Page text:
Saturday 21 April 2012

Why we should all encourage Slacktivism

I don't like the term Slacktivism, if you're not familiar with it, this Wikipedia definition is as good as any...
Slacktivism (sometimes slactivism or slackervism) is a term formed out of the words slacker and activism. The word is usually considered a pejorative term that describes "feel-good" measures, in support of an issue or social cause, that have little or no practical effect other than to make the person doing it feel satisfaction. Blah, blah, blah...
Basically it's doing something relatively small and simple like signing an online petition, sending an SMS, sharing a link or hitting 'Like'.

It's a term I'm hearing more and more from people in fundraising who clearly don't think that interacting with a charity or other non profit in this way has any true value. Which seems an odd stance to take. As fundraising becomes harder, fusing campaigning and fundraising seems like the obvious thing to do.

I recently read a brilliant blog on the subject, 5 reasons not to use the word "Slacktivism". As its title suggests it gives 5 reasons why the term shouldn't be used:

  1. Digital technology is more likely to activate the politically inactive than deactivate the politically active.
  2. Small acts of digital activism are helpful.
  3. Derogatory terms like slacktivism discourage first timers.
  4. Change has always happened through a 'ladder of engagement'. Now we have a new first rung.
  5. Slactivism implies that the action is ineffective, yet we often don't know the ultimate outcome until long after the action has occurred.

Point 4 got me thinking. When I was starting out in fundraising I would go to conferences and wise people would be at the front of the room talking about the donor pyramid.  The basic concept was that those who take small actions are the people that we should focus on developing, as they were the big givers of the future. Basically the fundraising version of the 'ladder of engagement'.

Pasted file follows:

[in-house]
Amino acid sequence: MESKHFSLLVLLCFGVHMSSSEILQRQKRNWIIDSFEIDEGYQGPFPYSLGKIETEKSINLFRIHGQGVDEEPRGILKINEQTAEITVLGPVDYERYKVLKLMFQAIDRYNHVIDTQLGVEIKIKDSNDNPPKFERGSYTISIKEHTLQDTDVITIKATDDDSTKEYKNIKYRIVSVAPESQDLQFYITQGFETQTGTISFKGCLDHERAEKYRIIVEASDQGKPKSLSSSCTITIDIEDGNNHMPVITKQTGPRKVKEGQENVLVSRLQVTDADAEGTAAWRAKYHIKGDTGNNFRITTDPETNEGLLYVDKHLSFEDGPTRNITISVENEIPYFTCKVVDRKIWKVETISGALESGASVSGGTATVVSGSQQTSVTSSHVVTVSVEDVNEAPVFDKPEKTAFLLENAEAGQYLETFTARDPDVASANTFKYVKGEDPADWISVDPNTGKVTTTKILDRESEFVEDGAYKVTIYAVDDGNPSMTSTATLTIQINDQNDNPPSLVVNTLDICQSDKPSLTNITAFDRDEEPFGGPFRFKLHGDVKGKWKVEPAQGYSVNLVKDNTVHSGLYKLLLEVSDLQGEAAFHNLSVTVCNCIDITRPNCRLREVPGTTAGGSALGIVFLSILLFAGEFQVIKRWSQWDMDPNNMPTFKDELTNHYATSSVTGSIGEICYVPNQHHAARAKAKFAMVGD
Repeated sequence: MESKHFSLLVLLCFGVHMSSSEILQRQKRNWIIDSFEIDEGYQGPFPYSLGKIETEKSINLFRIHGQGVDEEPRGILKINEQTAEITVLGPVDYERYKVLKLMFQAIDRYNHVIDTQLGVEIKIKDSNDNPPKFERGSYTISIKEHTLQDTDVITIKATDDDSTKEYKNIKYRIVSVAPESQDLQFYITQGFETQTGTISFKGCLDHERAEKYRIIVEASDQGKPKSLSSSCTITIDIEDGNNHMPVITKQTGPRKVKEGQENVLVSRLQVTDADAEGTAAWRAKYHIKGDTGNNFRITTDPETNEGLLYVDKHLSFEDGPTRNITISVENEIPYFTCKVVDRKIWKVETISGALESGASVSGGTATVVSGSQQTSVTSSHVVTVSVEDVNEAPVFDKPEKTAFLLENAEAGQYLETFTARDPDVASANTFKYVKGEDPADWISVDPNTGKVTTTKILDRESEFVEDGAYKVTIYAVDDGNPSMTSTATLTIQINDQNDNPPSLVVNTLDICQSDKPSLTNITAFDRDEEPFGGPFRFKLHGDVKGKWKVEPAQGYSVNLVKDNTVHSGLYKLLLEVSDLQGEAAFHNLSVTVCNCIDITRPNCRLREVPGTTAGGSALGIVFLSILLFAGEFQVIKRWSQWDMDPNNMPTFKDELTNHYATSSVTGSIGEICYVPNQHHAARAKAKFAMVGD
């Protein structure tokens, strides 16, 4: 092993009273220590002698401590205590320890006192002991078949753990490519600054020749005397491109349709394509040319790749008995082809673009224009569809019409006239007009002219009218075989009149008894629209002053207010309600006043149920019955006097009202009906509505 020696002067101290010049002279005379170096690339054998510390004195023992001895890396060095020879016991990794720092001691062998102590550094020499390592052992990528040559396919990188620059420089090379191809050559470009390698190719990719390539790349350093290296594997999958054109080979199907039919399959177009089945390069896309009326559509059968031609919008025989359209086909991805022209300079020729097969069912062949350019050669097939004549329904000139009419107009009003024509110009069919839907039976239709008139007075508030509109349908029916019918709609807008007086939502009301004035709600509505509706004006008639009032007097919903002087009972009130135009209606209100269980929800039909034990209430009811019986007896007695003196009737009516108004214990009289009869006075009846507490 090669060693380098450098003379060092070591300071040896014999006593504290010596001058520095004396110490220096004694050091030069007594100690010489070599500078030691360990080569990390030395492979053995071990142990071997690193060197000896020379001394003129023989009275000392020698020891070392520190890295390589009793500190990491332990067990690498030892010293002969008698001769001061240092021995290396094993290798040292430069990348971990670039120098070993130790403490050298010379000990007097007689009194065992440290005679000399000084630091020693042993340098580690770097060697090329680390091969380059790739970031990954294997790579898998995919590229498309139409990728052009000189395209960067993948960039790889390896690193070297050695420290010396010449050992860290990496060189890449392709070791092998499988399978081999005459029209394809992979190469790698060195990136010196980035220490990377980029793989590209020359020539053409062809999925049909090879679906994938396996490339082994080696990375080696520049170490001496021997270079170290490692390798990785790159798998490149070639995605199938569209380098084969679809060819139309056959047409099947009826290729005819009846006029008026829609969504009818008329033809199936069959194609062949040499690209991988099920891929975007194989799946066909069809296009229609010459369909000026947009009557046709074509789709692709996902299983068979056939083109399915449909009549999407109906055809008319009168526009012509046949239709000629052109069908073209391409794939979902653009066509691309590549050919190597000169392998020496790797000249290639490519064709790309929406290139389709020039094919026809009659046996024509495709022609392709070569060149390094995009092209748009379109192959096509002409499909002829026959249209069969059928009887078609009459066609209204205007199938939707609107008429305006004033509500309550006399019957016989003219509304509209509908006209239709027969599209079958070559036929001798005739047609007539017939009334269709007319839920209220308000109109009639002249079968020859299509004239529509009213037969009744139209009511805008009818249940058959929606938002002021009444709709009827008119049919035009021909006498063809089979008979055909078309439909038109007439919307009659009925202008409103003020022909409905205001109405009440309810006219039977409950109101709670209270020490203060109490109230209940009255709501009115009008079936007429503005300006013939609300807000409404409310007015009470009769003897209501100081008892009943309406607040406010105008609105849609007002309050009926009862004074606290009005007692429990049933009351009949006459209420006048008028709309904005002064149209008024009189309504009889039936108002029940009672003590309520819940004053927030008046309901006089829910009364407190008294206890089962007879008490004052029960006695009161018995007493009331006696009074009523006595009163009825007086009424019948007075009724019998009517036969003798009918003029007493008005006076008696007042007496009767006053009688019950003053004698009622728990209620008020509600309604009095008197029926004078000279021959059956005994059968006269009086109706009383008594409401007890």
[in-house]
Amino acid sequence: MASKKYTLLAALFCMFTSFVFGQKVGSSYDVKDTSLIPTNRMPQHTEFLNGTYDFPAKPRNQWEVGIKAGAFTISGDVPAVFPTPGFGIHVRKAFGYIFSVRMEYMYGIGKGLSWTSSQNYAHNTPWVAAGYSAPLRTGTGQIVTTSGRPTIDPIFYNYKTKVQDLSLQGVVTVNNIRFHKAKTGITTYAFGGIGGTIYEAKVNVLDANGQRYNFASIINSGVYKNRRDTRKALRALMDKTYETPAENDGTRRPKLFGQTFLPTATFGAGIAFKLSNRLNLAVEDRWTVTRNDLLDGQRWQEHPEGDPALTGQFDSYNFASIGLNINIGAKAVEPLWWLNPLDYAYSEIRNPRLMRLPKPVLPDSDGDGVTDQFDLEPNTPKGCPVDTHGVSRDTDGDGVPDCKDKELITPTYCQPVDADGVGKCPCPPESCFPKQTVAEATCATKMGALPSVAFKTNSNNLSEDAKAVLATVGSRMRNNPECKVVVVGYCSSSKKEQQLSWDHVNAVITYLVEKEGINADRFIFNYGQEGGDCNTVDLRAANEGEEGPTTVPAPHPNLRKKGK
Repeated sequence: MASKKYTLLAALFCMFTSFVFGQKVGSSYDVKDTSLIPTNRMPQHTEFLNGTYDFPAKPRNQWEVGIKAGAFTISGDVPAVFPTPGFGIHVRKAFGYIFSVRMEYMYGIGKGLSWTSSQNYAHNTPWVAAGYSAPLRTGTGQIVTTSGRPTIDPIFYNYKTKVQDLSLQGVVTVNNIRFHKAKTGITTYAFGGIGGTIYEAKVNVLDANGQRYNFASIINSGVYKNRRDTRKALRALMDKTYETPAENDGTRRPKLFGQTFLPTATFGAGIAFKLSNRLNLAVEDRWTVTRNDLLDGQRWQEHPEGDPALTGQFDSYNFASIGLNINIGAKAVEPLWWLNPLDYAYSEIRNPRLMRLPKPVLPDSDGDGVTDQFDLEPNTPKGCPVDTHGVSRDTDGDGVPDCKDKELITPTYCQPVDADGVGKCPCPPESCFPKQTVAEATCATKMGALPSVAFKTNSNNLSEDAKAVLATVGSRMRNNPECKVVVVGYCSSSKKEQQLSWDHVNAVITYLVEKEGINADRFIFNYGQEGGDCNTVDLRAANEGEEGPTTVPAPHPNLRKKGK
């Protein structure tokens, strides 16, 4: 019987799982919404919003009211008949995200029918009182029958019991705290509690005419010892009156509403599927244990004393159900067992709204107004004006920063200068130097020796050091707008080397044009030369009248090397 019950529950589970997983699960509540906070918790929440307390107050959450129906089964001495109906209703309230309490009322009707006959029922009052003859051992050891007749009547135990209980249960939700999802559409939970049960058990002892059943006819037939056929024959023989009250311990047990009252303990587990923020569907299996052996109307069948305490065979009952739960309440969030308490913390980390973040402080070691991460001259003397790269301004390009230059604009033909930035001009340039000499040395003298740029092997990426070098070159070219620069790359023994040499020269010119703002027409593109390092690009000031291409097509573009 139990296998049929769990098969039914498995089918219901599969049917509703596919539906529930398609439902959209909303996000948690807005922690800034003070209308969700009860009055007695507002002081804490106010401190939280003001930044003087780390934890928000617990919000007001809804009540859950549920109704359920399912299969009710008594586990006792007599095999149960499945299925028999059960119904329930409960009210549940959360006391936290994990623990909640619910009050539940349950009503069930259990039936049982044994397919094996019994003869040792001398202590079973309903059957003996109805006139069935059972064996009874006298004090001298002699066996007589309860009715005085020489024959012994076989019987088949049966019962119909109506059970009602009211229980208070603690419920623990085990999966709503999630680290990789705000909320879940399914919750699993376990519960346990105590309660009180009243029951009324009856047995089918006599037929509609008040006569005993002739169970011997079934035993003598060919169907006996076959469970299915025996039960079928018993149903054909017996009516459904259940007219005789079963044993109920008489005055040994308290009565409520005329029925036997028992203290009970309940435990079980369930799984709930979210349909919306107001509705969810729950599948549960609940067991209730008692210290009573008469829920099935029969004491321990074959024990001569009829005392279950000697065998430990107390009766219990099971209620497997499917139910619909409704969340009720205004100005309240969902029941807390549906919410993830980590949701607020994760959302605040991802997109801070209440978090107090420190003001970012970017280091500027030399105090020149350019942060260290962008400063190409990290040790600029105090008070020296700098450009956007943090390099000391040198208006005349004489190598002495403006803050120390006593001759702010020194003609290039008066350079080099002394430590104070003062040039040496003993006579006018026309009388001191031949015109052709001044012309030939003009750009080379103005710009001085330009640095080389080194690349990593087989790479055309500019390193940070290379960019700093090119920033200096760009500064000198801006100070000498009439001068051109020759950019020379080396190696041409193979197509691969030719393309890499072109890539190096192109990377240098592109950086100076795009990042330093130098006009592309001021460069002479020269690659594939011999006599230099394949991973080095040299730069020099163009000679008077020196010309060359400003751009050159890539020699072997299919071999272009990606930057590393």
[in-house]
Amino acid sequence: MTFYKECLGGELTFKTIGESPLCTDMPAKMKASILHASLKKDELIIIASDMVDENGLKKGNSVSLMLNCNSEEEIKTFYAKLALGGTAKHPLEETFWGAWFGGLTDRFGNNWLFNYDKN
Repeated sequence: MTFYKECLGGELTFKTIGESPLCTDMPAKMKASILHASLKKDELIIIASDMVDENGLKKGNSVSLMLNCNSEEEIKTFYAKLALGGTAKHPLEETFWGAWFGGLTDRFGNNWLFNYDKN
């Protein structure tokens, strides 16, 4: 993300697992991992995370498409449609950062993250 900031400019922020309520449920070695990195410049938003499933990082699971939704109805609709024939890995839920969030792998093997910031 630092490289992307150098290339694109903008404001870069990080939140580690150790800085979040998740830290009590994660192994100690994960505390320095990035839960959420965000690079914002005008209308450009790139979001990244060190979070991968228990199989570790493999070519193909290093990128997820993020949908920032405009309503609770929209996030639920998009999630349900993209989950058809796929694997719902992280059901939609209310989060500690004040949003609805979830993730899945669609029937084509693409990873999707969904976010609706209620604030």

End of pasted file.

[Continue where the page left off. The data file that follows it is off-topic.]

Complex stuff I know, back then the bottom of the pyramid was a one off cash donation, which if we did our jobs well could eventually lead to a legacy.

I've created this amazing infographic to illustrate the principle.

I learnt very quickly that few real people followed the principle. Big gifts aren't given by the majority. If we are really good we can take cash and monthly givers to legacy without ever getting big/major gifts from them... But I digress...

Small acts of engagement aren't meaningless. They are just a new layer beneath cash donor in our overly simplistic donor pyramid. Writing off these small acts of engagement as unimportant misses the point. They are one of the ways we can draw people to our causes and encourage interaction with us. Something to be encouraged rather then scorned.

The challenge for people like me (and you) is to develop these small acts of solidarity and make them the start of ongoing support and ultimately long term donations.

So, back to that infographic. Slacktivism is the new first rung!


  1. Have you heard Marcelo Iniarra speak about his "try-sumers" model? Very similar to what you've put here:

  2. HI Andy. Thanks for commenting. I haven't heard Marcelo speak - but will make sure I do at some point soon. And thanks for the link.

  3. I like your ideas, but let's still change the word. It's not actually slacker activism, as your post demonstrates, it's just small activism, so the term "slacktivism" in this context is misleading, yes? I think your phrase "small acts of engagement" is right, but let's makes a term that's catchy, a real replacement for "slacktivism".

  4. Mary, thanks for your comment. You're right of course we need to change the term and make it a positive one. Will get my thinking cap on!

  5. I really don't mind 'clicktivism' - that term has been in circulation for about the same length of time and it feels like a more accurate description of the action